Tuesday, March 15, 2021 / 1:22PM / Bukola
Akinyele-Yisau for WebTV / Header Image Credit: WebTV
The passage and signing of the Petroleum Industry Bill, PIB into law will sanitize and standardize the processes in the Oil and Gas Sector, which will make it investor-friendly and attract more investments into the economy.
Mr. Teslim Shitta-Bey the Chief Economist/Managing Editor of Proshare made this point at the special edition of the #theAnalystSpeaks session which discussed "What Nigerians should know About the Cost of Petroleum Products".
He was of the view that the PIB would ensure product quality, processes, and operations are effectively regulated and standardized, while the price should be left to market forces to depict a deregulated market in principle.
The analyst stressed the need for Nigeria to adopt global best practices in its Oil and Gas standards, which is feasible through the PIB and will address the anomalies in the industry and the entire ecosystem.
According to him, there was a need for a proper pricing framework underscored by the concept "willing buyer and willing seller" which would create price discovery opportunities within an open gas market unfettered by government price distortion.
He identified "price determination" as a major challenge in the industry that has to be addressed and managed in a way that does not disincentivize investments into the Oil and Gas (O&G) industry.
"Nigeria presently has only one monopoly supplier of white oil products which is the state-owned oil company (SOE), NNPC. A small tribe of large independent marketers in the country depend heavily on the SOE for sustaining their operations. Besides, the Petroleum Product Pricing Regulatory Authority (PPPRA) has had a transparent but irritating habit of adjusting prices based on a template peppered with inefficiency premiums such as the N7.51 for national price equalisation or what has been called a bridging fund. The way forward is to adopt a market-based approach that would make the sector competitive with appropriate differential pricing," he said.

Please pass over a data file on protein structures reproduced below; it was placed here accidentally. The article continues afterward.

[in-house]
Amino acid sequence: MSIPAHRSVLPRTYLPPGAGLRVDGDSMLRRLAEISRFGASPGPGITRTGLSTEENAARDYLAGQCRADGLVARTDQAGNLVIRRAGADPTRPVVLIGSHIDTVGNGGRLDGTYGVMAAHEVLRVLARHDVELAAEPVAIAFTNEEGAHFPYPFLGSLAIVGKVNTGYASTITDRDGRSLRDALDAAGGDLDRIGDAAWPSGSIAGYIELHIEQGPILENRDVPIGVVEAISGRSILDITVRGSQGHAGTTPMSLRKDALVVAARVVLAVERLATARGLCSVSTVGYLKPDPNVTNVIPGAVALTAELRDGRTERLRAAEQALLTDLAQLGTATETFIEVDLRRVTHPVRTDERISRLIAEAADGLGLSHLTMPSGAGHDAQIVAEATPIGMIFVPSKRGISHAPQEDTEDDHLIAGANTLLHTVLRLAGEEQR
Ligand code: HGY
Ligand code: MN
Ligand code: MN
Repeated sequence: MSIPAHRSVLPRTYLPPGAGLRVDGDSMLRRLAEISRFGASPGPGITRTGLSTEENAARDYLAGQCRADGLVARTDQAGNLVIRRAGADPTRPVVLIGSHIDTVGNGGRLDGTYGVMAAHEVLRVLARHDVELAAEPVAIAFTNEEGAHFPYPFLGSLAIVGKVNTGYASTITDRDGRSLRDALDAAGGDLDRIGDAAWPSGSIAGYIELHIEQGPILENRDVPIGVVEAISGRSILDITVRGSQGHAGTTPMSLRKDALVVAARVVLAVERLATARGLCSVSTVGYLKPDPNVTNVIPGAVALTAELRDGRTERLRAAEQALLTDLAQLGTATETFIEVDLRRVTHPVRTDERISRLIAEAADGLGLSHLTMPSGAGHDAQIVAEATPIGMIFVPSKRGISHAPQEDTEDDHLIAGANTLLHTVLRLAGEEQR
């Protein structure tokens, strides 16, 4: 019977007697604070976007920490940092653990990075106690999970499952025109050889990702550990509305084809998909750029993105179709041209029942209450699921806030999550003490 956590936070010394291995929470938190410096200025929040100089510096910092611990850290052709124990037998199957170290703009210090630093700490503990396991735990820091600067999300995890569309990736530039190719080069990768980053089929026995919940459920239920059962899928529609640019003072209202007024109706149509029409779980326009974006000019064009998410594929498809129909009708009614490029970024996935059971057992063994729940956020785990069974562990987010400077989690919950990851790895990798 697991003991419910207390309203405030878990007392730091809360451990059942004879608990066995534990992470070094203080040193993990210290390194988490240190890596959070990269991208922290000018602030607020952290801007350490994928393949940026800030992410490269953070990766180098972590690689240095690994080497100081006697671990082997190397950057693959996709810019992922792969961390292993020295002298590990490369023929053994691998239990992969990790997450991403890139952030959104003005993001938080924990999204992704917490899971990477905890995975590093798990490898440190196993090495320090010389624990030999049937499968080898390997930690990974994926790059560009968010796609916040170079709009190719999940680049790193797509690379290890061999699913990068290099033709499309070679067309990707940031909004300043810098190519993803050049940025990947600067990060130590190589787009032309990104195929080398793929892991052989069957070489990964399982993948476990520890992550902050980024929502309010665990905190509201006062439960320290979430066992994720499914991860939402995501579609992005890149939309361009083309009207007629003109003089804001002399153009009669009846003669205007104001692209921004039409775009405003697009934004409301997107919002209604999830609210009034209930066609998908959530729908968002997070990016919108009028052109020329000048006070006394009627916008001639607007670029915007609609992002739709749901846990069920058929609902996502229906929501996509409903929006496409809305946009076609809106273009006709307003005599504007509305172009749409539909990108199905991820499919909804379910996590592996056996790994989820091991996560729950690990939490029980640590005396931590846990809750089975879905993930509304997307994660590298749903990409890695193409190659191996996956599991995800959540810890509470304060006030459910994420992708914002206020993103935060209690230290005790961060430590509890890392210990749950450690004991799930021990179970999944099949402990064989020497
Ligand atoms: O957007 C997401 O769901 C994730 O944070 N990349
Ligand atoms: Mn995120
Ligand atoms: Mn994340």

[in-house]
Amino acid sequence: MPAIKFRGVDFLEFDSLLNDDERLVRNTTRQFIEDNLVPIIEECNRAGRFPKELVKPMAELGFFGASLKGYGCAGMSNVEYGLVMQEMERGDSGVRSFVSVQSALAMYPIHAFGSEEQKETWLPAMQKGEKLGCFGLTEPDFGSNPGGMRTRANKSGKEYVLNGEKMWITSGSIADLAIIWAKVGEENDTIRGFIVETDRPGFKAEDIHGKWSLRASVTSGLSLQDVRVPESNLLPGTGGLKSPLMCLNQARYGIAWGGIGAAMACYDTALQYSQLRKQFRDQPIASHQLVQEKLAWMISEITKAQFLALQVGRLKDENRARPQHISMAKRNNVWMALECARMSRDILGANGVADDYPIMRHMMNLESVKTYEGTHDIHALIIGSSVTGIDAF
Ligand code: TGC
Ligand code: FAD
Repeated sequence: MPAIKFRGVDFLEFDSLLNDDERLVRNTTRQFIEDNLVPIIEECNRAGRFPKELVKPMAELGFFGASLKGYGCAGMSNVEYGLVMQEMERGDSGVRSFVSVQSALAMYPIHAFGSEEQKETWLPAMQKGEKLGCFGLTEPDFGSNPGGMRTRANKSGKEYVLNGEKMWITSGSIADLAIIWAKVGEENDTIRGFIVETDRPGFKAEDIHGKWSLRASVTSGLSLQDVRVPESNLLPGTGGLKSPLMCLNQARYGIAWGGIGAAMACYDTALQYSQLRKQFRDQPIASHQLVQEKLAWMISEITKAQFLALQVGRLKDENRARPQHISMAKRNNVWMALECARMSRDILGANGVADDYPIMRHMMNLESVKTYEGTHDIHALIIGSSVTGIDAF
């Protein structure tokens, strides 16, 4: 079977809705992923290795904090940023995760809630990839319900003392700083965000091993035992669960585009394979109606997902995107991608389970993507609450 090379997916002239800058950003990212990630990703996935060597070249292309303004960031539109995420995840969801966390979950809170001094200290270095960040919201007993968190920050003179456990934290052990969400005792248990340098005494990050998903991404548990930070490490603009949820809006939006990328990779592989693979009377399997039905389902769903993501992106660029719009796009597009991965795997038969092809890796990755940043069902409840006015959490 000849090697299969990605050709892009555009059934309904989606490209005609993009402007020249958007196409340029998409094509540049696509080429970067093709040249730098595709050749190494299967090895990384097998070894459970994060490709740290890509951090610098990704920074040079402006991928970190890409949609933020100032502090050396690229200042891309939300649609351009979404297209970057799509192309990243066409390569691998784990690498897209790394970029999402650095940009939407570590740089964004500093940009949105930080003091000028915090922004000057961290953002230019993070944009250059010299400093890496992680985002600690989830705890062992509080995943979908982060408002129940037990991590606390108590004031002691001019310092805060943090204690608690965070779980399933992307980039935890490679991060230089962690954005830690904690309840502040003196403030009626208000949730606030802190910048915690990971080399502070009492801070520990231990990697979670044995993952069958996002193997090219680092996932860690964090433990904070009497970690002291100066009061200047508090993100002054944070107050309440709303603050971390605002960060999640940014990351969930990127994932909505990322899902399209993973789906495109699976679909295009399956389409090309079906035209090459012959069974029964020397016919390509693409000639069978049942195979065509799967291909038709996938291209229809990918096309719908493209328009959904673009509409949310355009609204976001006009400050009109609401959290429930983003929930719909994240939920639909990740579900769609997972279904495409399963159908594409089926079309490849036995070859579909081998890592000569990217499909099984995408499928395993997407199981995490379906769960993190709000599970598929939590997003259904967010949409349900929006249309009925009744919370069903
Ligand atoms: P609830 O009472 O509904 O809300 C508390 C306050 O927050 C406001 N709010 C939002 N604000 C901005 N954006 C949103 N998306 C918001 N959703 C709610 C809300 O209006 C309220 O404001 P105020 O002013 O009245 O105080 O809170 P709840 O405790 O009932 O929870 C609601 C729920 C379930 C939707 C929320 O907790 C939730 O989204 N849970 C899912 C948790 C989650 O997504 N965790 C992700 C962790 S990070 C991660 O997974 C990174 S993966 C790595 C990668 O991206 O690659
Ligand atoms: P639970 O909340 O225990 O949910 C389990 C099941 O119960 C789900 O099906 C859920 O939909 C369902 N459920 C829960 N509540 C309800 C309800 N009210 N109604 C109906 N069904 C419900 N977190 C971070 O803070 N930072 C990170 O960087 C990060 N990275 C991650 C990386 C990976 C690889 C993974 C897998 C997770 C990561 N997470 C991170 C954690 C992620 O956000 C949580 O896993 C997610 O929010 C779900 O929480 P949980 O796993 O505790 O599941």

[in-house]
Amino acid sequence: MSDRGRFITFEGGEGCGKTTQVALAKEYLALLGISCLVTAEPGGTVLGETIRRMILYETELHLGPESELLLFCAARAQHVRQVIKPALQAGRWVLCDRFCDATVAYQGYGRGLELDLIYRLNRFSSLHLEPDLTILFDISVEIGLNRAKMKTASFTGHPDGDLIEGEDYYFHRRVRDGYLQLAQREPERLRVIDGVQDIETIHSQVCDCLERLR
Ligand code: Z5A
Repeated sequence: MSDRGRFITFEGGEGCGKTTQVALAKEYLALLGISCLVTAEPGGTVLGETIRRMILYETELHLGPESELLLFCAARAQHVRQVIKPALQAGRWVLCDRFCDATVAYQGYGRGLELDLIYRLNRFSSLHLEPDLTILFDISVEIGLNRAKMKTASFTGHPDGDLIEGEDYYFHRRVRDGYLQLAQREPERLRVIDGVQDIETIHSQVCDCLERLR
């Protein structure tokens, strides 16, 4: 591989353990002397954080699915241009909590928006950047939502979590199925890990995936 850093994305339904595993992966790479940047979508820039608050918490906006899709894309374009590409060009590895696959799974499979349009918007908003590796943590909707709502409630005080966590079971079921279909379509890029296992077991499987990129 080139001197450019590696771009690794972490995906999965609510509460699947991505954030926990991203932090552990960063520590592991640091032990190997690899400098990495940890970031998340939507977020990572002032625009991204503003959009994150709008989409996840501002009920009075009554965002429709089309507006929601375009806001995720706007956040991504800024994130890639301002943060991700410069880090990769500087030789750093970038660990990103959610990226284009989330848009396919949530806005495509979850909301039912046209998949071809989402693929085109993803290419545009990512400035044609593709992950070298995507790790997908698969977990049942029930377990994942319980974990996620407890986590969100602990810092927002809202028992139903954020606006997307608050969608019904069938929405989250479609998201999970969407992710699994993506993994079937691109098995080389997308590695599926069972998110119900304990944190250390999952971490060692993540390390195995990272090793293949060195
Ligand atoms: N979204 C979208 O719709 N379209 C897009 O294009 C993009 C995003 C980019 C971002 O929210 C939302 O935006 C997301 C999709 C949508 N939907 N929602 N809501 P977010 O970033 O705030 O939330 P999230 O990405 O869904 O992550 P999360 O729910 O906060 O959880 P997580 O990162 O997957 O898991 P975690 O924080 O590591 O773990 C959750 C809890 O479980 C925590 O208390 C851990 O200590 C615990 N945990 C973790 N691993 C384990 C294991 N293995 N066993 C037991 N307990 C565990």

Speaking on the implications of another price adjustment in the oil and gas industry, he said the cost of living would increase resulting from a stiff rise in the cost of foodstuff, transportation, and services. He noted that the nation's inflation rate currently stood at 16.47% as of January 2021 (February 2021 figures have been confirmed by the National Bureau of Statistics (NBS) to be at 17.33%), posed macroeconomic stability challenges for Nigeria's economy.
He also added that there is a need for transparency and accountability in the system, stating that there has been a trust deficit in the country between the government and citizens.
According to the Analyst, the objective should be for Nigeria to create a sustainable economy by making a conscious commitment to allowing greater private sector involvement in commercial transactions such as determining the retail prices of fuel and gas. However, speaking on the challenges facing the subsidy of the petroleum sector he said the proposed PIB would remove market-distorting price oversight and restrict regulation to operational issues in the upstream, downstream, and midstream parts of the business, with each part having a separate regulator.
On the major gridlocks that need to be addressed in achieving the 10-year goals for repositioning Nigeria's gas economy, he said Nigeria should take advantage of the pricing template of the market for Liquified Petroleum Gas (LPG) devoid of the price distorting influence of PPPRA's N1.23 administrative charge.
He said a deregulated gas market would unlock vast and growing investment opportunities and create many new and skilled and unskilled jobs along the market value chain.
He tasked policymakers, regulators, and stakeholders to chart a clear vision and re-strategize, rethink and re-imagine Nigeria's oil and gas sector.